After rejecting a leftist constitution in 2022, Chileans vote against a conservative alternative

Dec 18, 2023 | 0 comments

Chile has rejected the proposal for a new constitution drafted by a right-leaning Constitutional Council. With 99% counted, 55% voted “no” to the new charter on Sunday, with about 44% in favor. Turnout was 83%. The result was predicted by polls released 15 days ago. But it was an open race, in part because voting in Chile is mandatory, meaning there are new voters who could sway the outcome. Polls had also indicated that support for the proposed constitution was rising.

The result brings to a close a four-year process to draft a new charter. In other words, Chile is back where it was in November 2019, when politicians offered society the chance to change the Chilean Constitution as a way to calm the unrest that had swept across the country. Sunday’s result means that Chile will keep its current Constitution, which was drafted in 1980 under the dictatorship of Augusto Pinochet. Since Chile’s transition to democracy, it has undergone 70 reforms.

Protesters in Santiago demonstrate against a proposed right-wing constitution.

This is the second time that Chile has rejected a proposal for a new constitution. In 2022, 62% of voters rejected a charter that was drafted by a left-leaning convention. This year, the document was written by a convention that was dominated by right-wing commission members, including members of the far-right Republican Party. The left in Chile rejected the charter, even though it means keeping a Constitution that dates back to the dictatorship. When voting Sunday morning, former president Michelle Bachelet, from the Socialist Party, said that the left had to resign themselves to choosing “between something bad and something terrible.”

But Sunday’s outcome is not a victory for the left-wing government of Gabriel Boric, which campaigned against the new charter. The “no” vote was also backed by sectors of the center-left that are not in government, as well as groups that are even more far-right than the Republican Party. It has, however, been met with relief by the government: if the new charter had succeeded, it would have been a disaster for the Boric administration.

The focus now is on the right-wing commission members, in particular José Antonio Kast, from the Republican Party. Kast presided the convention behind the failed charter, even though his party never wanted to change the current Constitution. With Sunday’s defeat — by a margin of 10 percentage points — the traditional right-wing is likely to try to take back ground from the far right. “We recognize defeat with clarity and humility,” Kast said on Sunday night.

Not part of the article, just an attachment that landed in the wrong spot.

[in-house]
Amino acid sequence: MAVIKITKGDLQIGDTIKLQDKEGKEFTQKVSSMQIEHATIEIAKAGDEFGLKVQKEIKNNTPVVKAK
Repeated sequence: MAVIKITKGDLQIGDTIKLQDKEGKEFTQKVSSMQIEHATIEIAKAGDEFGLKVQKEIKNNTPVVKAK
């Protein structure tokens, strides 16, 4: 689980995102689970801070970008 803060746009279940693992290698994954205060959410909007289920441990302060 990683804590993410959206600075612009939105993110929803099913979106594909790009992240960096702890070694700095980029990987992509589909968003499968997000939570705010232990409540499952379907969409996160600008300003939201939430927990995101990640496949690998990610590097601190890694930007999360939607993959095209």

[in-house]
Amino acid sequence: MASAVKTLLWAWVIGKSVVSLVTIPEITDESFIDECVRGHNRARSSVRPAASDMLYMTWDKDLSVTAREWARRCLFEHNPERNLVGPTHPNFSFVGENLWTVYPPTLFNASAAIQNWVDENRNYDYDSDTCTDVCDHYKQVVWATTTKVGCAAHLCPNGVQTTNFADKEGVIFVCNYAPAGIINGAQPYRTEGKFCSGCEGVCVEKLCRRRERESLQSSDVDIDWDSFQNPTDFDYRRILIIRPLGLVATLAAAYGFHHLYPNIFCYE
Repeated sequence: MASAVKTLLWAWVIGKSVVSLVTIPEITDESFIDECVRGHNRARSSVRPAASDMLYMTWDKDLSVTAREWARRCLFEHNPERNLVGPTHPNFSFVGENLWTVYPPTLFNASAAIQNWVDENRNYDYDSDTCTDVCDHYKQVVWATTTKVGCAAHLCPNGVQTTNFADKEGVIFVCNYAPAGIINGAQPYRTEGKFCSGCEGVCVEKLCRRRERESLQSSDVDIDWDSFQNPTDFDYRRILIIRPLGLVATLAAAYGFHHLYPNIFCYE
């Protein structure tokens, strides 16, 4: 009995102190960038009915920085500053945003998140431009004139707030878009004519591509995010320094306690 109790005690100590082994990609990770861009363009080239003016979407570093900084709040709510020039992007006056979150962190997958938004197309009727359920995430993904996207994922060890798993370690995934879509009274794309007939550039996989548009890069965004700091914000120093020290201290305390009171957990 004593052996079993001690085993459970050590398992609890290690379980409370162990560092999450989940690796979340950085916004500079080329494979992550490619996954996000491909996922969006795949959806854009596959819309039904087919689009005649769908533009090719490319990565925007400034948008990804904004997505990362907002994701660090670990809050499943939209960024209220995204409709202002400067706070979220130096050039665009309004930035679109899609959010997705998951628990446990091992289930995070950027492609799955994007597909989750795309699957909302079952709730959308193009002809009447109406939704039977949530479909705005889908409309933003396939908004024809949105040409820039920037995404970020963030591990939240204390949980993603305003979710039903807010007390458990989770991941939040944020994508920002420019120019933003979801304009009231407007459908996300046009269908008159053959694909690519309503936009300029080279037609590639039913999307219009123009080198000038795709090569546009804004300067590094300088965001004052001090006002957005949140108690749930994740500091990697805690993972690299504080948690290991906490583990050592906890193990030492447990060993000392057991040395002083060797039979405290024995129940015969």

The left was opposed to the new charter, arguing that it deepened the neoliberal principles of the current Constitution and jeopardized women’s rights. “This proposal puts Chile’s progress in women’s equality and non-discrimination at risk,” said lawyer Macarena Sáez, executive director of the women’s rights division of Human Rights Watch (HRW).
The draft charter was not very different from the current Constitution, but it did include a key issue: it proposed that basic goods in health, education and pensions be financed with general revenue. It, however, allowed for both a state and private system to operate.

The constituent process began with the agreements of November 2019, when the political class offered citizens a route to change the Constitution. But now it’s not clear that the country’s problems stem from the Constitution. Some, including sociologist Eugenio Tironi, questioned whether it would have been better to undertake a more modest plan of socioeconomic reforms instead of trying to change the Constitution. The social unrest of 2019 not only threatened the conservative government of Sebastián Piñera, but also the country’s very democracy, with mass protests met with unprecedented levels of violence.

Credit: El Pais


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